Today we continue our essay results with runner-up Britt LoSacco.
Why It’s Unethical to Eat Meat
by Britt LoSacco
Contrary to what many omnivores assert, whether to eat meat is not simply a matter of taste or personal preference. Because of its massive implications — spanning concerns of well-being for animals, humans, and the environment — it is, at its very core, a question of ethics.
The current methods by which 99% of animals are “farmed” for human consumption are appallingly cruel. Livestock are kept cramped in close quarters, often unable to move entirely, wallowing in their own waste. Because they are viewed not as living beings but as commodities, they are treated at best with indifference and at worst with violence. When the time comes to “harvest” their flesh for meat, their deaths are executed so inefficiently that the animals often continue to struggle well into “processing.”
Study after scientific study continues to reveal, with increasing poignancy, the significant capacity that non-human animals have for reason and emotion. If more people were honest with themselves, they would likely allow that their own personal experience demonstrates this as well. Animals are not unaware of or undamaged by the horrendous conditions of their existence. They slump helplessly in their misery, cry out in pain, shriek in terror when another’s life is taken, and clamber for self-preservation in the knowledge that they may be next.
The remaining 1% of meat production — the so-called “humane” farm — is not exempt from cruelty. Though the animals may live in more respectable conditions, they still suffer the same heart-rending fear when their lives are ended. Just as with factory farms, the deaths are not physically and psychologically painless nor as swift as their proponents would like people to believe.
As unspeakable as these atrocities are on their own, the very worst part is that they are wholly unnecessary.
It is not nutritionally essential for humans to consume meat in order to survive — or to thrive. Studies consistently show that those who eschew the consumption of animal products tend to be in far better health than their counterparts. Eating meat is correlated with an increased risk for virtually all chronic disease. Plant-based diets are associated with a reduction, and even elimination, of these risks.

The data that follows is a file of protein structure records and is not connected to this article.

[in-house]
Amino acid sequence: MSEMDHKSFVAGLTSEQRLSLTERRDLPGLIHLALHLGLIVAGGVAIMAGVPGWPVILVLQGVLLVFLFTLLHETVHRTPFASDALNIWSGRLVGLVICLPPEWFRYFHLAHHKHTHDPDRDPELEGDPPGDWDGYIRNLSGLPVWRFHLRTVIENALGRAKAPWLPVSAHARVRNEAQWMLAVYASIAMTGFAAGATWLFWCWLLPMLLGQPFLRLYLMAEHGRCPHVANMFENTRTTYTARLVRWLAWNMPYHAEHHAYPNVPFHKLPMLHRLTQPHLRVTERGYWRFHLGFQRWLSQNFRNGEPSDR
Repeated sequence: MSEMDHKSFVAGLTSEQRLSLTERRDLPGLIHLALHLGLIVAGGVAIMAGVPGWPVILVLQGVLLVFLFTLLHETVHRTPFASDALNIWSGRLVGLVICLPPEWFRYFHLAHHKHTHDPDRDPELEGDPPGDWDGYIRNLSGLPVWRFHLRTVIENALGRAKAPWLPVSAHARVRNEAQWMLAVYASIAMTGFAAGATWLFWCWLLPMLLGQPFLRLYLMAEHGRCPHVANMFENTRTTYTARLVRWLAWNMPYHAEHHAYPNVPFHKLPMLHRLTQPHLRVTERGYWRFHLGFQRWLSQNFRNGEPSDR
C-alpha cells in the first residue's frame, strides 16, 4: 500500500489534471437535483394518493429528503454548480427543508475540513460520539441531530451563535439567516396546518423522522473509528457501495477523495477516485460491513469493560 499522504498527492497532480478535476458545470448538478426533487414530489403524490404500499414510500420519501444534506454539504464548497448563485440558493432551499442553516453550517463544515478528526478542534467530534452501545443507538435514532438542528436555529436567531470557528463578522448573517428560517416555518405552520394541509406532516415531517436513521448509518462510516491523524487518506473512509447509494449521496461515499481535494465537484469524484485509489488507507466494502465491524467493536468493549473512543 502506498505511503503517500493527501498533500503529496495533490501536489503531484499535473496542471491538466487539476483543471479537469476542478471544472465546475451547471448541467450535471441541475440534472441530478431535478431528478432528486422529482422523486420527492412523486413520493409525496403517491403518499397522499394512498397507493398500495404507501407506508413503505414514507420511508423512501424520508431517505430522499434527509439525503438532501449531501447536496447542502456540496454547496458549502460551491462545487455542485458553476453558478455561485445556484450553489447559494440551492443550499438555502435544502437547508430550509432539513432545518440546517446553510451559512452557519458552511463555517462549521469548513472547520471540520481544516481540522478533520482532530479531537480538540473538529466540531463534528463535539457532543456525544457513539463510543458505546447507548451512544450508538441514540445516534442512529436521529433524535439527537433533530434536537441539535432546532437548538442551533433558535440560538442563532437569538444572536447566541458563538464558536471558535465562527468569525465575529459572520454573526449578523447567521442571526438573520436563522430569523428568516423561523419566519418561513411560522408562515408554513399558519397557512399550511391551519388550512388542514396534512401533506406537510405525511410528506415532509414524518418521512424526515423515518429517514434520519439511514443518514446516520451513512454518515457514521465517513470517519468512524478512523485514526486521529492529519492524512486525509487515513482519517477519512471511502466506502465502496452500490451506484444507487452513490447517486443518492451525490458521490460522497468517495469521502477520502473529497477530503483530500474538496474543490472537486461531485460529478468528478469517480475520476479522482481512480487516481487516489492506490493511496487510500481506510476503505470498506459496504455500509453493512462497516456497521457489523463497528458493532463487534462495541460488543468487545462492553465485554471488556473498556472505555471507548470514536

And if compassion and health weren’t significant enough, there is also the environment to consider.
On a large scale, it is highly inefficient and, ultimately, unsustainable to expend water and energy on producing plants to feed animals. Those animals then require even more water resources, expel tons of toxic waste into the ecosystem, and have to be processed so that they can provide nutrient-poor food for humans — and far fewer calories’ worth than went into raising the animals themselves. It is notably more sustainable to simply grow nourishing plant foods and feed them to people directly.
Not to mention the massive amount of land required for farming both the animals and their sustenance. The depletion of the rainforests has been a concern for decades, and they are increasingly cleared to make way for livestock and feed.
Ethics are a set of moral principles, parameters that determine what is right and what is wrong. Something that is ethical supports that which is decent, honorable, and virtuous — that which is right. When considering that eating meat contributes to the unnecessary suffering of sentient beings, to a decline in the quality of human health, and to the degradation of the environment, it can only be concluded that to do so is unethical. That a person enjoys bacon or wants to eat a steak is inconsequential. The prevailing truth is that it is wrong.